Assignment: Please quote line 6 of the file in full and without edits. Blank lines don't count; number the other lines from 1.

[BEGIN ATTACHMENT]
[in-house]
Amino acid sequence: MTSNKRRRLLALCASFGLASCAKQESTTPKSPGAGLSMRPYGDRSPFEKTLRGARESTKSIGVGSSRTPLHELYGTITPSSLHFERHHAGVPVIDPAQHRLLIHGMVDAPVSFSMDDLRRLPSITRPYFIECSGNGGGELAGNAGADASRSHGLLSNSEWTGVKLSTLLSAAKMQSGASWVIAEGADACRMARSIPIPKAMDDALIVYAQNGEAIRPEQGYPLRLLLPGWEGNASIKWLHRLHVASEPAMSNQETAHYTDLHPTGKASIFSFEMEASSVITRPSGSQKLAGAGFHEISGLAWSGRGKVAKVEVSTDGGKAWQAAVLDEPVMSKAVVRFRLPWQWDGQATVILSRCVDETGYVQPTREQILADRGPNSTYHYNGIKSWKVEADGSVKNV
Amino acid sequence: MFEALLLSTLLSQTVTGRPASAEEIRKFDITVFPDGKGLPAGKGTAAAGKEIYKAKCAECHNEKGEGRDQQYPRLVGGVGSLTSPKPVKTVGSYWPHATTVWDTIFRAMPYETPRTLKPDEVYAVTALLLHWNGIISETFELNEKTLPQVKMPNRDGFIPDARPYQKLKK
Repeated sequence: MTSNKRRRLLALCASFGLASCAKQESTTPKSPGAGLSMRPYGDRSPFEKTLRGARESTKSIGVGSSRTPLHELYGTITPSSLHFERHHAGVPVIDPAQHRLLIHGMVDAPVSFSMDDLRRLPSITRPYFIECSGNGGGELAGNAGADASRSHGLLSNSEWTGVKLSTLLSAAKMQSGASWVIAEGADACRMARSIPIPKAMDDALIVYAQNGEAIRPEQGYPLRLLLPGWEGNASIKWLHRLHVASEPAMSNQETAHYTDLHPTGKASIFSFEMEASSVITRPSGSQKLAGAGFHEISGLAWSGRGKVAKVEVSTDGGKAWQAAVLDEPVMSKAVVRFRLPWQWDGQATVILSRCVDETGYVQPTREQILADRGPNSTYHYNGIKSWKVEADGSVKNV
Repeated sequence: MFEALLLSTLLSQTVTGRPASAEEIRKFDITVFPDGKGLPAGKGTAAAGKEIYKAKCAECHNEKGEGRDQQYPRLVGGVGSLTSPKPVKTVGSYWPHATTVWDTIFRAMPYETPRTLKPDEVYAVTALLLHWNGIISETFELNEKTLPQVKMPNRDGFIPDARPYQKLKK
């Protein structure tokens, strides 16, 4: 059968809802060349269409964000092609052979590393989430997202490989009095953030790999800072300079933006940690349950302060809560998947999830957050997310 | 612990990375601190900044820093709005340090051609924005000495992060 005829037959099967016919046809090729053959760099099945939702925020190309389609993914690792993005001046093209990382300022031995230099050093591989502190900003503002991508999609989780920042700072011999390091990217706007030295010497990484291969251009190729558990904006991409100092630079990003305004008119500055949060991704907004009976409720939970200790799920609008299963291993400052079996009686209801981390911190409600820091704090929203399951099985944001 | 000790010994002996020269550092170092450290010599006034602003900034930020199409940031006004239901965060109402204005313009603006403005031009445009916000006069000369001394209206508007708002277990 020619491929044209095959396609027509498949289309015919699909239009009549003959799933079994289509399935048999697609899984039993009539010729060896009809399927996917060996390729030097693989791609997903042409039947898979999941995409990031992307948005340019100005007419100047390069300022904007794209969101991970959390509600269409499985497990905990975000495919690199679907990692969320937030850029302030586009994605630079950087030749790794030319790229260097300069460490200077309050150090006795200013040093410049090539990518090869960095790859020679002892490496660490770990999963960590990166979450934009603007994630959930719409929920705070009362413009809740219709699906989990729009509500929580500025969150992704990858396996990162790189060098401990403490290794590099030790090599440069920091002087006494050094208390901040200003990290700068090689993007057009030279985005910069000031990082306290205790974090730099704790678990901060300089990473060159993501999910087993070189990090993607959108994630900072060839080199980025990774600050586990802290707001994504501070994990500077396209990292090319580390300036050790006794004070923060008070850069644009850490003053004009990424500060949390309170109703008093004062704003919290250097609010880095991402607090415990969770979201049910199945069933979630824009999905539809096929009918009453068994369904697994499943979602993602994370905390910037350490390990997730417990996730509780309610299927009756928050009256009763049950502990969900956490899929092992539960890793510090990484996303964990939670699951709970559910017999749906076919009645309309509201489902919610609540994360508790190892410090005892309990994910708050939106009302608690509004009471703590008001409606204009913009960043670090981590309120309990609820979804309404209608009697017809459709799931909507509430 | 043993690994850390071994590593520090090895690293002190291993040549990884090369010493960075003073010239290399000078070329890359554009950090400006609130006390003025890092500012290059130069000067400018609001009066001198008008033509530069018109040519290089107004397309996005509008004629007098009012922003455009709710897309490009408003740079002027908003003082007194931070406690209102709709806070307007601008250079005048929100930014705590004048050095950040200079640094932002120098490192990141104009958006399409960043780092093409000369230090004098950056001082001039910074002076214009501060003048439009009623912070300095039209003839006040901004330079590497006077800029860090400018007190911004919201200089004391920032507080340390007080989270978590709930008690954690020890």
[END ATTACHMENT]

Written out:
């Protein structure tokens, strides 16, 4: 059968809802060349269409964000092609052979590393989430997202490989009095953030790999800072300079933006940690349950302060809560998947999830957050997310 | 612990990375601190900044820093709005340090051609924005000495992060 005829037959099967016919046809090729053959760099099945939702925020190309389609993914690792993005001046093209990382300022031995230099050093591989502190900003503002991508999609989780920042700072011999390091990217706007030295010497990484291969251009190729558990904006991409100092630079990003305004008119500055949060991704907004009976409720939970200790799920609008299963291993400052079996009686209801981390911190409600820091704090929203399951099985944001 | 000790010994002996020269550092170092450290010599006034602003900034930020199409940031006004239901965060109402204005313009603006403005031009445009916000006069000369001394209206508007708002277990 020619491929044209095959396609027509498949289309015919699909239009009549003959799933079994289509399935048999697609899984039993009539010729060896009809399927996917060996390729030097693989791609997903042409039947898979999941995409990031992307948005340019100005007419100047390069300022904007794209969101991970959390509600269409499985497990905990975000495919690199679907990692969320937030850029302030586009994605630079950087030749790794030319790229260097300069460490200077309050150090006795200013040093410049090539990518090869960095790859020679002892490496660490770990999963960590990166979450934009603007994630959930719409929920705070009362413009809740219709699906989990729009509500929580500025969150992704990858396996990162790189060098401990403490290794590099030790090599440069920091002087006494050094208390901040200003990290700068090689993007057009030279985005910069000031990082306290205790974090730099704790678990901060300089990473060159993501999910087993070189990090993607959108994630900072060839080199980025990774600050586990802290707001994504501070994990500077396209990292090319580390300036050790006794004070923060008070850069644009850490003053004009990424500060949390309170109703008093004062704003919290250097609010880095991402607090415990969770979201049910199945069933979630824009999905539809096929009918009453068994369904697994499943979602993602994370905390910037350490390990997730417990996730509780309610299927009756928050009256009763049950502990969900956490899929092992539960890793510090990484996303964990939670699951709970559910017999749906076919009645309309509201489902919610609540994360508790190892410090005892309990994910708050939106009302608690509004009471703590008001409606204009913009960043670090981590309120309990609820979804309404209608009697017809459709799931909507509430 | 043993690994850390071994590593520090090895690293002190291993040549990884090369010493960075003073010239290399000078070329890359554009950090400006609130006390003025890092500012290059130069000067400018609001009066001198008008033509530069018109040519290089107004397309996005509008004629007098009012922003455009709710897309490009408003740079002027908003003082007194931070406690209102709709806070307007601008250079005048929100930014705590004048050095950040200079640094932002120098490192990141104009958006399409960043780092093409000369230090004098950056001082001039910074002076214009501060003048439009009623912070300095039209003839006040901004330079590497006077800029860090400018007190911004919201200089004391920032507080340390007080989270978590709930008690954690020890």